Fatally Flawed: EDF & partners call on EPA to revoke approval for new chemicals with shocking health risks



A sepia-toned image showing a factory with dark smoke billowing out of multiple smokestacks.

What Happened?

EDF and other environmental groups recently asked the Environmental Protection Agency (EPA) to withdraw the approval it issued for a group of new chemicals. This approval, also known as a consent order, allows Chevron to create fuels at its refinery in Pascagoula, Mississippi, by using oils produced through a process of superheating plastic waste to break it down (a process known as pyrolysis). The consent order also allows for the use of these fuels derived from waste plastic at more than 100 locations. ProPublica published an article on the issue on August 4, 2023.

Why It Matters

EPA is required by law to provide protections against unreasonable risks posed by new chemicals. But in the consent order EPA approved the production and use of these new chemicals despite significant health risks. One of the chemicals posed a 1 in 4 risk of developing cancer for people exposed to it. Another chemical carried risks of a 7 in 100 cancer risk from eating fish contaminated by it and a greater than 1.3 in 1 cancer risk from inhaling it.

When asked about the shockingly high cancer risks it estimated, EPA claimed its cancer risk assumptions were overly conservative but failed to provide any information about what it believes are the actual risks and pointed to undefined controls under other laws as controlling the risks.

Until now, the acceptable risk standard for cancer in the general population has been 1 in 1,000,000. The risk levels EPA identified are up to 1,000,000 times greater than that.

In addition to these extremely high cancer risks, we are concerned because EPA reviewed these new chemicals derived from the pyrolysis of waste plastics using the expedited process called for by EPA’s Integrated Approach for Biofuel Premanufacture Notices. This process is intended to streamline approvals of biofuel substitutes for petroleum-based fuels because these substitutes have reduced climate impacts.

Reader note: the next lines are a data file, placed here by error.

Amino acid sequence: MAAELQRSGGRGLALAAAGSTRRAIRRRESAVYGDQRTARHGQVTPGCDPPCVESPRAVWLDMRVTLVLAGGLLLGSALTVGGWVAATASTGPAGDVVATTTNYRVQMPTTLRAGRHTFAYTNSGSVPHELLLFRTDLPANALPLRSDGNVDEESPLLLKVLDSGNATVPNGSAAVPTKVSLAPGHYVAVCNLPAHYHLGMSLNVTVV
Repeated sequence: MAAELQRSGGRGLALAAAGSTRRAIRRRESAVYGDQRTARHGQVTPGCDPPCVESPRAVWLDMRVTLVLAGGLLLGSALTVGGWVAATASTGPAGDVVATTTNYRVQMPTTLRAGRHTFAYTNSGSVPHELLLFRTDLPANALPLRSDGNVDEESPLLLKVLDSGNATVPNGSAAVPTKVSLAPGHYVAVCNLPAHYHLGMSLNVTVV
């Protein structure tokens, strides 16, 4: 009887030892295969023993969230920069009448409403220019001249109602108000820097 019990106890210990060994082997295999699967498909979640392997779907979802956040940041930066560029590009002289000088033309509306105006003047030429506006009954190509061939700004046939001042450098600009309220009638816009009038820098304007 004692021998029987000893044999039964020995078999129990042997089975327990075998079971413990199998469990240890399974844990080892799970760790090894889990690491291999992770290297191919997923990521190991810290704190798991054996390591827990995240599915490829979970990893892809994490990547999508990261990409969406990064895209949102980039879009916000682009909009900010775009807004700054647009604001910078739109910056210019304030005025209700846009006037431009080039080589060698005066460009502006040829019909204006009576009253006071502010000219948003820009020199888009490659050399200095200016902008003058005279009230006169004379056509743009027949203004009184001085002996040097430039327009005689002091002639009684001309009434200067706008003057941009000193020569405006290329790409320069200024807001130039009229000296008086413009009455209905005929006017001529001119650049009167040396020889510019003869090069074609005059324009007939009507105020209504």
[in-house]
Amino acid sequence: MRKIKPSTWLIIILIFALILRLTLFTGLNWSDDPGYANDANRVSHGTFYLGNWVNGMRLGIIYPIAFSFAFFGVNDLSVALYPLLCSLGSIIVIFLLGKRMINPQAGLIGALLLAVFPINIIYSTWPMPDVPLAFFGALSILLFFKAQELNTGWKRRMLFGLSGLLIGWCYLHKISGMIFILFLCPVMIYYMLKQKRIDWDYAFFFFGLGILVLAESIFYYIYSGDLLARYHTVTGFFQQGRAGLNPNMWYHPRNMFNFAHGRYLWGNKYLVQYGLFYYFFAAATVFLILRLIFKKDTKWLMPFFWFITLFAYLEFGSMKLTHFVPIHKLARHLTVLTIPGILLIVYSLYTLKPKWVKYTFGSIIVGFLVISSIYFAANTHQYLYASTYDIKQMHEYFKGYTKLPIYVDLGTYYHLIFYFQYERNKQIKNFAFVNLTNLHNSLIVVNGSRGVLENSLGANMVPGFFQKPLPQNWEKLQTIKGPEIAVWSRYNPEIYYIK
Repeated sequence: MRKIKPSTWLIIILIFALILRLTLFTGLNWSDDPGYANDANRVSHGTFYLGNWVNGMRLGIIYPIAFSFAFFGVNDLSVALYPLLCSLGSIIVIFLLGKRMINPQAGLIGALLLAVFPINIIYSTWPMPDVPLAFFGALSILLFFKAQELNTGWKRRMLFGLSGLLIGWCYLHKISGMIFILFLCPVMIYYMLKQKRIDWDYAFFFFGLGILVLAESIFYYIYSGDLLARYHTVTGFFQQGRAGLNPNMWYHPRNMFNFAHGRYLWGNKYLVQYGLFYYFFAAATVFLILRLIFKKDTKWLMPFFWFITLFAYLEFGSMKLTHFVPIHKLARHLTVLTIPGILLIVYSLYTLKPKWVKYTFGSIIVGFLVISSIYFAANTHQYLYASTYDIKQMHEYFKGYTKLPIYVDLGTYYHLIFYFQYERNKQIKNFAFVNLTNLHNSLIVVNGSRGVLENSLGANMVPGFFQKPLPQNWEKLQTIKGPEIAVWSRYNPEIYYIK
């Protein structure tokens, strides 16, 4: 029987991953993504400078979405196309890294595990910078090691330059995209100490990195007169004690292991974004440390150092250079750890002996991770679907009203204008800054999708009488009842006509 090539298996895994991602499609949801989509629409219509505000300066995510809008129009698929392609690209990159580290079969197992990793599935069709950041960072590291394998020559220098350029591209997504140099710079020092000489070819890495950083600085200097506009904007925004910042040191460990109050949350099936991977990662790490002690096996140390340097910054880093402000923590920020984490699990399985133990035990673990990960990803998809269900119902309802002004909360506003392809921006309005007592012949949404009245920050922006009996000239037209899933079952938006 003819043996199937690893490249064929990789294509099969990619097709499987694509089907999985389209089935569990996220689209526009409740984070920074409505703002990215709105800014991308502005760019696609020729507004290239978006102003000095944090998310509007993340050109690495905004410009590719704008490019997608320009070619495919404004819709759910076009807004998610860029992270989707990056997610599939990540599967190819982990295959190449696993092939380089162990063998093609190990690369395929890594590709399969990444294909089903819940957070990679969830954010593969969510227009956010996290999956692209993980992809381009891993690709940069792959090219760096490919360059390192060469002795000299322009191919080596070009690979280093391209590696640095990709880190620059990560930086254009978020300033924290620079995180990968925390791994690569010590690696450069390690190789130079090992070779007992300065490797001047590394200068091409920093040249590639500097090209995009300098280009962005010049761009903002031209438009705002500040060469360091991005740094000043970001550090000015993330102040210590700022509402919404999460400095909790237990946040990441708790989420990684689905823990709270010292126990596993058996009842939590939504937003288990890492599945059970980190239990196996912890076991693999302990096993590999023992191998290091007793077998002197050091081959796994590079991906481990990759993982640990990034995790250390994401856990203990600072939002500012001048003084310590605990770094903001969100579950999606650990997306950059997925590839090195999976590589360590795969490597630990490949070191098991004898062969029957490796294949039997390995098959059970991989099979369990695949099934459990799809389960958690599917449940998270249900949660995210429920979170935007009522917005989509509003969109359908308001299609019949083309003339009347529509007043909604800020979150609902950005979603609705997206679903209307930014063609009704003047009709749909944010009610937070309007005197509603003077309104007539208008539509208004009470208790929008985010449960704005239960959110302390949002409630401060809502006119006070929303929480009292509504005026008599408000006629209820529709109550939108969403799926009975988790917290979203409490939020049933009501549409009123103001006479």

However, waste plastics pyrolyzed for use as fuels are not biofuels, are not derived from bio-based materials, and have none of the potential environmental benefits of biofuels. Indeed, these plastic-waste derived fuels are petroleum-based.

EPA’s review was further marred by a lack of transparency. There are excessive redactions in the risk assessment and related case files for EPA’s approval, and EPA’s risk assessment and the other case files were only made public more than 10 months after EPA’s approval. In addition, the risk assessment does not indicate the magnitude of the risks from health effects other than cancer — only stating “risks identified.”

Our Take

EPA’s assessment and regulation of these new chemicals are not health-protective and would not provide everyone the same degree of protection from health and environmental risks nor equal access to decision-making. This is not in line with the agency’s environmental justice policy and the Executive Order on Revitalizing Our Nation’s Commitment to Environmental Justice for All—nor is it in line with requirements under the bipartisan Toxic Substances Control Act reforms of 2016.

The community in Pascagoula, Mississippi, is half Brown and Black and one quarter of the population lives in poverty. Further, the new chemical with the 1 in 4 cancer risk is intended to be used as a jet fuel. Studies have shown that communities near airports are more likely to be Black and Brown and low-income communities.

In light of these concerns, we strongly urge EPA to withdraw the consent order because it does not address the unreasonable risks these new chemicals pose, including to higher-risk groups such as fenceline communities, children, and workers.

We also urge EPA to remove the review of any new chemicals derived from plastic wastes from the Integrated Approach for Biofuel Premanufacture Notices and give this category of new chemicals rigorous scrutiny, including re-evaluating any additional plastic-waste-derived substances that were previously reviewed under the streamlined program.

Finally, this consent order issued under EPA’s New Chemicals Program of larger structural problems in the agency’s approach to reviewing the safety of new chemicals. We and other groups just submitted comments to EPA [PDF, 178KB] on its proposed rule to update its new chemical regulations. We urge the agency to fix the New Chemicals Program’s structural problems, for example by allowing not only chemical companies to be a part of the new chemical review process, but also providing access to the process to communities that will be exposed to the chemicals.

We also submitted more detailed recommendations  [PDF, 721KB] to EPA for how they can craft regulations that ensure the agency conducts robust, transparent, and objective reviews of all new chemicals—reviews that will protect human health and the environment, including for those people at greatest potential risk.

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